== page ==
For what causes our fear? Really? Is it not the fact that we are not the ones in control? Things can happen to us that we cannot prevent and that we would rather not have happen. Things that seem too big and overwhelming and frightening. Things that leave us wondering what the future will hold, and unsure of how it’s all going to turn out. And so simply having someone tell us “Don’t be afraid!” really doesn’t help because it really doesn’t change anything! . . . But Jesus did change that! In fact, He changed everything. And though we are not in control, He is. And He is not just as the almighty God – for God’s strength can be quite frightening too! The strength and power of natural disasters, for example, can leave us in fear and awe of the power of God! No, the fact that God is in control because He is almighty doesn’t take away our fear. But the fact that Jesus, as our suffering Servant, as our suffering Saviour, as a man like us, is in control – that is a wondrous thing! For as a man, as our serving Saviour, He knows our fears – He faced them too. He knows our troubles – He had them too. He knows the pain – He endured it too. He knows the sins and temptation – He wrestled with them too. And He knows much more than we will ever know. The full, all-out assault of Satan against Him. The weight of all the horrors of all the world’s sin on His shoulders. Being completely ignored and forsaken by His Father. Being utterly alone to face our enemy, with no one to help. And then, like us, facing and entering death, relying solely on faith: “Father, into your hands I commit my spirit.” (Lk 23:46) He faced it all.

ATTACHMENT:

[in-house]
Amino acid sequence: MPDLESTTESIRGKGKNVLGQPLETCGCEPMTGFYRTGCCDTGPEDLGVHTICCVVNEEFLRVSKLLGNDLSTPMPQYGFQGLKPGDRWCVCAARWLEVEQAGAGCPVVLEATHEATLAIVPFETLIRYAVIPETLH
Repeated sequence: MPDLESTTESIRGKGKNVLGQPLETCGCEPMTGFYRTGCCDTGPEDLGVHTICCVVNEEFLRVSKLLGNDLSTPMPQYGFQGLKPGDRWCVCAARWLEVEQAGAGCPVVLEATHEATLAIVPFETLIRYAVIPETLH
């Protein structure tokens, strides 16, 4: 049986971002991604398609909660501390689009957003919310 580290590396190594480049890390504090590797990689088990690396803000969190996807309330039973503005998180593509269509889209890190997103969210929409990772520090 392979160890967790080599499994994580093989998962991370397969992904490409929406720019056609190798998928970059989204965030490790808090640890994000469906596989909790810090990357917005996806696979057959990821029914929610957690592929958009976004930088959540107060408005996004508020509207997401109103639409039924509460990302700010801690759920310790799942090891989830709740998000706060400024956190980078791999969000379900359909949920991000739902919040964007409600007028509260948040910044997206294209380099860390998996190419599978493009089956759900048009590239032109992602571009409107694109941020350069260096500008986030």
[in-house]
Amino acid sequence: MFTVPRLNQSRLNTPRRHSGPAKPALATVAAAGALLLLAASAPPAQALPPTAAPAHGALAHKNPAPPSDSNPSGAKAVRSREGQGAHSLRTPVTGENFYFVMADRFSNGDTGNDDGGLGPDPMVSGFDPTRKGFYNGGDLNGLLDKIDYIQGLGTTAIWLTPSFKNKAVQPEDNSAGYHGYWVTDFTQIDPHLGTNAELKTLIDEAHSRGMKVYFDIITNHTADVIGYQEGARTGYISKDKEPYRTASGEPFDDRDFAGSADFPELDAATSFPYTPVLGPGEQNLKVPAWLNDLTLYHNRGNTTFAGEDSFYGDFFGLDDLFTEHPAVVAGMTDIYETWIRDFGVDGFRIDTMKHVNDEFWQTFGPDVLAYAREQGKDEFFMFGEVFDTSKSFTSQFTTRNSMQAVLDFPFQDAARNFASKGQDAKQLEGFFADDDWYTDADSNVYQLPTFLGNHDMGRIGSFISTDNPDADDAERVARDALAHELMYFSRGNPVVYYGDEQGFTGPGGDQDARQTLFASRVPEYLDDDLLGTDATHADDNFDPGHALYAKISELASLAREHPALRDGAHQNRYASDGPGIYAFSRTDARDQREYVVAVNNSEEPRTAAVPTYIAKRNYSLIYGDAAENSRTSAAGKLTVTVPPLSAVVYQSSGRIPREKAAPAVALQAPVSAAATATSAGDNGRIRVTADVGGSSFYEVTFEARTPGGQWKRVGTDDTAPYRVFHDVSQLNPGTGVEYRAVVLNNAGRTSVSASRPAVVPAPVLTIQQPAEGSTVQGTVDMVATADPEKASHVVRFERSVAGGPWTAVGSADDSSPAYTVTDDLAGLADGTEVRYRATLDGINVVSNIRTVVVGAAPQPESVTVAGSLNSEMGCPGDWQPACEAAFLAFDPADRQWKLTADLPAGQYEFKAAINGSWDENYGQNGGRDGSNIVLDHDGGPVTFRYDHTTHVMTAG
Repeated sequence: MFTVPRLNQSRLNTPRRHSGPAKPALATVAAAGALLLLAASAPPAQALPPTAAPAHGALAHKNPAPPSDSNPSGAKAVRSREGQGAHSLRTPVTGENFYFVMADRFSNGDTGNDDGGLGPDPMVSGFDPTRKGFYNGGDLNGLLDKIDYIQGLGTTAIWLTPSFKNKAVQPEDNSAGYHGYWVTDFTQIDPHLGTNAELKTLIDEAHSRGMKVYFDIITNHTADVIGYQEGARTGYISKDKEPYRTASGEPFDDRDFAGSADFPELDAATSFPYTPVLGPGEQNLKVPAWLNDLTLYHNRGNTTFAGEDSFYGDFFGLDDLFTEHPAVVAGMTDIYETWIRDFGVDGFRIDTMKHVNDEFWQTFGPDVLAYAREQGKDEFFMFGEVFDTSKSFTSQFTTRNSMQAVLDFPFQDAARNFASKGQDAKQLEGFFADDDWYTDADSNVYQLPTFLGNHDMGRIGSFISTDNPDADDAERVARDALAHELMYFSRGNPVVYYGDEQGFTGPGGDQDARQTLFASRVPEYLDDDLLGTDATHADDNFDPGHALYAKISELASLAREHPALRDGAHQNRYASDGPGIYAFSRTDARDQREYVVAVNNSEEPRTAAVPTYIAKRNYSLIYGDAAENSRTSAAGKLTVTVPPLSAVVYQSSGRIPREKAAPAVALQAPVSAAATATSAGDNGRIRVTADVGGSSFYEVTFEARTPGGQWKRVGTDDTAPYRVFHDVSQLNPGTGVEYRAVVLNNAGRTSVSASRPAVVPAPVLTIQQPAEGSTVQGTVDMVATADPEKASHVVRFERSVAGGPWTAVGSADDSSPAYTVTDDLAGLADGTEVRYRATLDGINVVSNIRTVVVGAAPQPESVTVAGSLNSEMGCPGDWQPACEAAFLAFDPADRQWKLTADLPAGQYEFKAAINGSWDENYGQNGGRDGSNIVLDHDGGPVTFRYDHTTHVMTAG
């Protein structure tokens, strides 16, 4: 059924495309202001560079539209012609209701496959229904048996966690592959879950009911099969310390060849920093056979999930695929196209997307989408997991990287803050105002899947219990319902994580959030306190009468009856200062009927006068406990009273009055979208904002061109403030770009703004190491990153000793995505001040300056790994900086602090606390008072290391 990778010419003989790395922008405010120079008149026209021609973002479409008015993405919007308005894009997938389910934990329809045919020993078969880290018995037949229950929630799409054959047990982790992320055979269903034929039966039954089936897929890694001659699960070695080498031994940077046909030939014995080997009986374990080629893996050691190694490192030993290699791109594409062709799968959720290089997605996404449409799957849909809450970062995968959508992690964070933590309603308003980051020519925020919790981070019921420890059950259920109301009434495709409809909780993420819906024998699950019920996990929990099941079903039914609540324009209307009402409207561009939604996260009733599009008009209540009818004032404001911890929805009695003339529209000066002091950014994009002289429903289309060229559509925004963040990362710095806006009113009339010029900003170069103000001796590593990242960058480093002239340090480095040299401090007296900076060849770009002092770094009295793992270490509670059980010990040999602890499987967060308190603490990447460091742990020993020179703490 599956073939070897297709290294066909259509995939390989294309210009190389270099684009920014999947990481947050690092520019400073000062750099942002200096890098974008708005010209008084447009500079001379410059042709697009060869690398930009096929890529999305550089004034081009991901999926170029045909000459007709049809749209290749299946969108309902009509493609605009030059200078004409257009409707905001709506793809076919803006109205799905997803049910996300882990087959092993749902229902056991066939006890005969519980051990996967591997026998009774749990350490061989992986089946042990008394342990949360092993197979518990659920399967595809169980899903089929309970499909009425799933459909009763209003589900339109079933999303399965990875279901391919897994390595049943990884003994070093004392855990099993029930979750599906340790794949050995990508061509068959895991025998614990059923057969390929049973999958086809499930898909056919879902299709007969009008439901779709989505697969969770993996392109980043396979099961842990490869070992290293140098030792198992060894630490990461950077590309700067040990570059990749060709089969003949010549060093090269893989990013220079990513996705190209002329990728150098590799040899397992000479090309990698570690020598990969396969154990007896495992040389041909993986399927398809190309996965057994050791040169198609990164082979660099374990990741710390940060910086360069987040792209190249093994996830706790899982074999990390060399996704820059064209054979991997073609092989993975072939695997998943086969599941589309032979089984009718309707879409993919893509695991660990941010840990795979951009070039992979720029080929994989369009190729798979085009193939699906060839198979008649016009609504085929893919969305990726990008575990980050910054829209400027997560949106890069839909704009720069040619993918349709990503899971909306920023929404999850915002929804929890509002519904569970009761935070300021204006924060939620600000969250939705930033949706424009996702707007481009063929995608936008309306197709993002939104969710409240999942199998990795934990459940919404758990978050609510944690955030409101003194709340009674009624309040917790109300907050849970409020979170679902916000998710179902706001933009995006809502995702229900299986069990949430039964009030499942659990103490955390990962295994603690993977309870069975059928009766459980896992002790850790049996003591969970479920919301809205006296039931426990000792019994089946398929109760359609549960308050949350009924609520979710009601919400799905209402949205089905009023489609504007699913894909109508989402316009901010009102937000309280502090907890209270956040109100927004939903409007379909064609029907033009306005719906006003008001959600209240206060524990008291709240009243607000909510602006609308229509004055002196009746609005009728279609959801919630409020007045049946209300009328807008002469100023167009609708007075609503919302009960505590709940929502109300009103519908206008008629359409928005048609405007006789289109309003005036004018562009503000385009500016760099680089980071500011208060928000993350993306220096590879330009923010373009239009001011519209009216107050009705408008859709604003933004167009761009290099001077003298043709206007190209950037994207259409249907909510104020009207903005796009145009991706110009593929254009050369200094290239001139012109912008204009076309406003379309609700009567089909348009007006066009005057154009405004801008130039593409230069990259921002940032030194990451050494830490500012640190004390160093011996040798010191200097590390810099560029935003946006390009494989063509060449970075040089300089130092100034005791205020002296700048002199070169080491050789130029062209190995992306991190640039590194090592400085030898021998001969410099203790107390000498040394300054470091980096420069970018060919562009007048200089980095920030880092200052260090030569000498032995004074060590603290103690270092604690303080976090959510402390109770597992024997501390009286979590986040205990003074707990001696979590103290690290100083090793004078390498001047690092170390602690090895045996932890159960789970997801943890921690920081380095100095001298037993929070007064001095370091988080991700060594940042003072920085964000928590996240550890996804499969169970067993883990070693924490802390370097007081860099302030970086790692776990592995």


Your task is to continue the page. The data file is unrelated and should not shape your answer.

And today, He is alive! He could not be defeated, but defeated all – all that came against Him, the full fury of sin, death, and devil. And He won! And so when He says to us today, “Do not be afraid” – those are not mere words, but words that do what they say! Words filled with the power of His resurrection. Words filled with forgiveness. Words filled with victory. Words that give us hope – and not just for a life after this one, but for our lives already here and now. Knowing that we have a Saviour who is in control. A Saviour who loves us and laid down His life for us. A Saviour who is risen for us and who is ruling all things for us. “Do not be afraid!” Your King who entered Jerusalem on Palm Sunday humble and riding on a donkey, now enters our world and our lives glorious and victorious, with not just palm branches and cloaks under His feet, but with all our enemies under His feet!
Now, our enemy doesn’t like that truth so much, and so is going to try to convince you that it isn’t so. And while we do not need to be afraid of Him any longer, He can still talk a mean game. And He can be pretty convincing. Telling us how bad and sinful we are. Convincing us how great and powerful our troubles are. Getting us to doubt the love and control of our Saviour. For just look around you, he says! Just look! You don’t look so victorious! Its all just talk. Just talk, is all it is. You should still be afraid. I’m the powerful one, after all. . . . And sometimes it looks that way, doesn’t it? As if God’s not in control. And we get afraid. And confused. And things don’t seem so clear. It happens to all of us. Just ask the ladies who went to the tomb that Easter morning.